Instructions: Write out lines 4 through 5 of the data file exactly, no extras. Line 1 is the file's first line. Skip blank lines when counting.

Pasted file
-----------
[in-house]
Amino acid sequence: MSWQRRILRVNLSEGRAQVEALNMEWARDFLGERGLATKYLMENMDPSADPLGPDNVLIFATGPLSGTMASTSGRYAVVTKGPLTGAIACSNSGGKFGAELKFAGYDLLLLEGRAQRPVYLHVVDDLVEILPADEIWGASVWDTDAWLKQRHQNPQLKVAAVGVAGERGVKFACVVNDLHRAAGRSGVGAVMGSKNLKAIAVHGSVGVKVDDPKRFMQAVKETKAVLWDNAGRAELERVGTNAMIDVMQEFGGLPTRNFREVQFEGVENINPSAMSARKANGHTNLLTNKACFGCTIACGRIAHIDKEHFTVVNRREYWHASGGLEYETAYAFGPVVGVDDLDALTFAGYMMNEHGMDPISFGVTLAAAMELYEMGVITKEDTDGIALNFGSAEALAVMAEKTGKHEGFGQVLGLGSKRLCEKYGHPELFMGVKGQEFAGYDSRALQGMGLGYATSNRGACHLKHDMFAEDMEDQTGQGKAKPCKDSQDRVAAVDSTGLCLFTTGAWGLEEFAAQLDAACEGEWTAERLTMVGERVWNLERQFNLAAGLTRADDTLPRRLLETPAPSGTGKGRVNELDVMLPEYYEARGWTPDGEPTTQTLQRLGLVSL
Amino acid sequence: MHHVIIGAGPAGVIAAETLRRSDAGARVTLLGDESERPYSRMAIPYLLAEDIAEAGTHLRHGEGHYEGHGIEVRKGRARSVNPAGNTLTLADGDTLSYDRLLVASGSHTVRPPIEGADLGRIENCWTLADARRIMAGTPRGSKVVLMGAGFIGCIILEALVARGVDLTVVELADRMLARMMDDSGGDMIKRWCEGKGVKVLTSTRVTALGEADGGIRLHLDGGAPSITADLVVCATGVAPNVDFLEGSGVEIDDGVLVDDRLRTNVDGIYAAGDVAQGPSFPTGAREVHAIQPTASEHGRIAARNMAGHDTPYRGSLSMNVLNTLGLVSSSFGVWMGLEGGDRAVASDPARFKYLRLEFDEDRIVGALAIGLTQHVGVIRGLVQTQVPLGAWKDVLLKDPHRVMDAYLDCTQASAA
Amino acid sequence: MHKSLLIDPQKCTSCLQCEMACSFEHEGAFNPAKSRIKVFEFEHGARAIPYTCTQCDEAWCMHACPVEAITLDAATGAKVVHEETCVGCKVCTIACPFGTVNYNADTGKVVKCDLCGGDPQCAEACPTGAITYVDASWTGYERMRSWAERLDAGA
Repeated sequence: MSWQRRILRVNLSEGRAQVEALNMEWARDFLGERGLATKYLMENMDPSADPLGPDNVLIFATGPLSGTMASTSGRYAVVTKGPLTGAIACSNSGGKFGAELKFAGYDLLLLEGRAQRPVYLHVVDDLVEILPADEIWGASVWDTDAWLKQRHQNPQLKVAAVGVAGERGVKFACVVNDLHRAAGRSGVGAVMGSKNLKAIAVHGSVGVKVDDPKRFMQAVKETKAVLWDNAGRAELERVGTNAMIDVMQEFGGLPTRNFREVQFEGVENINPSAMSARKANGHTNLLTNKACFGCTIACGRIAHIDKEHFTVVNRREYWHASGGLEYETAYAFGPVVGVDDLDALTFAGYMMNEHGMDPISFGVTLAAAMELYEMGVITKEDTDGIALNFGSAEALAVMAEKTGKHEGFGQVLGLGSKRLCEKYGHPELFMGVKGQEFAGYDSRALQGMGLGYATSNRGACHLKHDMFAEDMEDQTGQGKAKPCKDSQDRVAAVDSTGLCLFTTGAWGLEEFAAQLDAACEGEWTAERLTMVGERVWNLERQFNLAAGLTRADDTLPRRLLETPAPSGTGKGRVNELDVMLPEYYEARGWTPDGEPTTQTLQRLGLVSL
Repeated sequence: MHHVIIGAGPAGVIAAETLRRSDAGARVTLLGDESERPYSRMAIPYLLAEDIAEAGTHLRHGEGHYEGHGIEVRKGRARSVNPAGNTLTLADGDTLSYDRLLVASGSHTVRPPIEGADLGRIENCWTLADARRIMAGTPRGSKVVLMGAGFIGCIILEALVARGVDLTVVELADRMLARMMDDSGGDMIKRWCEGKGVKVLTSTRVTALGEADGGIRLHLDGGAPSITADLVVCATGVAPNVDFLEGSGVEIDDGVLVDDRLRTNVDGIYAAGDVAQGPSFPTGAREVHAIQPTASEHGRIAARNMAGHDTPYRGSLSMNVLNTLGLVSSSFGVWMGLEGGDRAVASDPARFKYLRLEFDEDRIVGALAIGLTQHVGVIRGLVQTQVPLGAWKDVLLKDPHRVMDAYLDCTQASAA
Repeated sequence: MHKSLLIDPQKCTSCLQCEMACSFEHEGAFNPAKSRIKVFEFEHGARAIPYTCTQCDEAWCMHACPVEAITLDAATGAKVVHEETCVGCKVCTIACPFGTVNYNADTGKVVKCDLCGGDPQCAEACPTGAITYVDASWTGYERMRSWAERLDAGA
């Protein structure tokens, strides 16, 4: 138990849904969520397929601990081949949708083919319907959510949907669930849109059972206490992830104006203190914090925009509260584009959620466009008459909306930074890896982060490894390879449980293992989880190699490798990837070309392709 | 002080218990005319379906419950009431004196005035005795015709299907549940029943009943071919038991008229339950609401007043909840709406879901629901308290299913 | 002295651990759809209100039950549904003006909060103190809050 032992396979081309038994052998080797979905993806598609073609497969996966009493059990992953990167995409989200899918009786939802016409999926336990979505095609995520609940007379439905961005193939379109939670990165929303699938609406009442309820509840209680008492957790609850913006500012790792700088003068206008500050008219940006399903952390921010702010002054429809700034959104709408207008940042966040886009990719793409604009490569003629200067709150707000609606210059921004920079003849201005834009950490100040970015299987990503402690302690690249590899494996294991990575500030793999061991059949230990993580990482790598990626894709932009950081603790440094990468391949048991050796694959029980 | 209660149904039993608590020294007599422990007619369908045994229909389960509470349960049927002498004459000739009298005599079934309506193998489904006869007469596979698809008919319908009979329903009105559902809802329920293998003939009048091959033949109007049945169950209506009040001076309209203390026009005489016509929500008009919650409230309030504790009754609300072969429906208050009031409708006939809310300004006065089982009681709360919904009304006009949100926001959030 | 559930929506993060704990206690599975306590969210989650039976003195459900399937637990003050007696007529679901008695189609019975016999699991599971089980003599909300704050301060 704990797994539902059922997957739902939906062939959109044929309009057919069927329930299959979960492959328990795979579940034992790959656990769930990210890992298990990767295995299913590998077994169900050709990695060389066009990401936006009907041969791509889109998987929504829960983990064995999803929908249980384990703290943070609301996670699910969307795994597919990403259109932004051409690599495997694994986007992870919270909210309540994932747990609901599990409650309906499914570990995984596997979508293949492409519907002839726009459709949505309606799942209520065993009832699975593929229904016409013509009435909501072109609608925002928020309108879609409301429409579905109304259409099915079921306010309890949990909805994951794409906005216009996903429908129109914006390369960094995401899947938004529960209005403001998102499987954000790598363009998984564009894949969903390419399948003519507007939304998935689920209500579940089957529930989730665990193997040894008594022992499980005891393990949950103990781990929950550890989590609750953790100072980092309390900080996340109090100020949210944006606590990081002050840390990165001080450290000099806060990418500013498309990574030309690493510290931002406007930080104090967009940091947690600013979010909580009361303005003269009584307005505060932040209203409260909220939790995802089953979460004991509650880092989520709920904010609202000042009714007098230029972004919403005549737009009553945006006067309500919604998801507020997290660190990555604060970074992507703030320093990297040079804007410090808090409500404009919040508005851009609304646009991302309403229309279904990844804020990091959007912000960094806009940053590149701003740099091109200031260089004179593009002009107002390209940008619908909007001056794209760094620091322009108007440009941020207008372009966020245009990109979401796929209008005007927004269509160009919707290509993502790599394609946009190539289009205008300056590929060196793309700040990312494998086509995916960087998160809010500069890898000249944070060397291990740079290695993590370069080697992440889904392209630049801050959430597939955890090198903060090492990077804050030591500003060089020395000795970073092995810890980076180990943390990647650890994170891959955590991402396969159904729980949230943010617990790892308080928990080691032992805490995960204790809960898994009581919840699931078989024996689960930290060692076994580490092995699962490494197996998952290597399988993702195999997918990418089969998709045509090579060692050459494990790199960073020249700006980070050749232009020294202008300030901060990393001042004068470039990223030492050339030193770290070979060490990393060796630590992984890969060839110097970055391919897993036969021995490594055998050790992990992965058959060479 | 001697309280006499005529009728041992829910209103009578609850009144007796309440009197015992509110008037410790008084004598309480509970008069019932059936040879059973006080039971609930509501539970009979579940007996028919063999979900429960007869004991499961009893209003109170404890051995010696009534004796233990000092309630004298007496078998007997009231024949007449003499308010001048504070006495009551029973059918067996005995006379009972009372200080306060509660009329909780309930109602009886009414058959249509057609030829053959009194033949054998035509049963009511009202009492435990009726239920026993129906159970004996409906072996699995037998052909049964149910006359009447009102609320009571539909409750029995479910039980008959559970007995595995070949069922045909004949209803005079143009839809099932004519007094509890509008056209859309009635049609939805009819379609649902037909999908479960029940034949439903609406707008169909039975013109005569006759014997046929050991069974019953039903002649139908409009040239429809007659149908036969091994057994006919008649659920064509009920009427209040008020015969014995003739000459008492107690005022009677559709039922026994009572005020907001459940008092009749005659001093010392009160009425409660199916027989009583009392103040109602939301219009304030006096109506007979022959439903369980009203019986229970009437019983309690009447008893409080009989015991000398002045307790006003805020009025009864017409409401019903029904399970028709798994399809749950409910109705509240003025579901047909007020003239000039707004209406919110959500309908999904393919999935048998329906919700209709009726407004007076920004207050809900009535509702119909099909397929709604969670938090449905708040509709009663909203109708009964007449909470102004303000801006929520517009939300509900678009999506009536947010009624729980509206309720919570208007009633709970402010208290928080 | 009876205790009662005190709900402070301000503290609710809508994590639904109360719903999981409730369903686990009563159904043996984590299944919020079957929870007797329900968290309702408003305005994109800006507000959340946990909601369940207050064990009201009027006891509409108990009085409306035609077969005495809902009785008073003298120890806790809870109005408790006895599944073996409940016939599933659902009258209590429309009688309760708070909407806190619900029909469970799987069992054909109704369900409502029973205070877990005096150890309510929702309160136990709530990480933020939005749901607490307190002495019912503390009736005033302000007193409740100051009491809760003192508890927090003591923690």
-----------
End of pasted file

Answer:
Amino acid sequence: MHKSLLIDPQKCTSCLQCEMACSFEHEGAFNPAKSRIKVFEFEHGARAIPYTCTQCDEAWCMHACPVEAITLDAATGAKVVHEETCVGCKVCTIACPFGTVNYNADTGKVVKCDLCGGDPQCAEACPTGAITYVDASWTGYERMRSWAERLDAGA
Repeated sequence: MSWQRRILRVNLSEGRAQVEALNMEWARDFLGERGLATKYLMENMDPSADPLGPDNVLIFATGPLSGTMASTSGRYAVVTKGPLTGAIACSNSGGKFGAELKFAGYDLLLLEGRAQRPVYLHVVDDLVEILPADEIWGASVWDTDAWLKQRHQNPQLKVAAVGVAGERGVKFACVVNDLHRAAGRSGVGAVMGSKNLKAIAVHGSVGVKVDDPKRFMQAVKETKAVLWDNAGRAELERVGTNAMIDVMQEFGGLPTRNFREVQFEGVENINPSAMSARKANGHTNLLTNKACFGCTIACGRIAHIDKEHFTVVNRREYWHASGGLEYETAYAFGPVVGVDDLDALTFAGYMMNEHGMDPISFGVTLAAAMELYEMGVITKEDTDGIALNFGSAEALAVMAEKTGKHEGFGQVLGLGSKRLCEKYGHPELFMGVKGQEFAGYDSRALQGMGLGYATSNRGACHLKHDMFAEDMEDQTGQGKAKPCKDSQDRVAAVDSTGLCLFTTGAWGLEEFAAQLDAACEGEWTAERLTMVGERVWNLERQFNLAAGLTRADDTLPRRLLETPAPSGTGKGRVNELDVMLPEYYEARGWTPDGEPTTQTLQRLGLVSL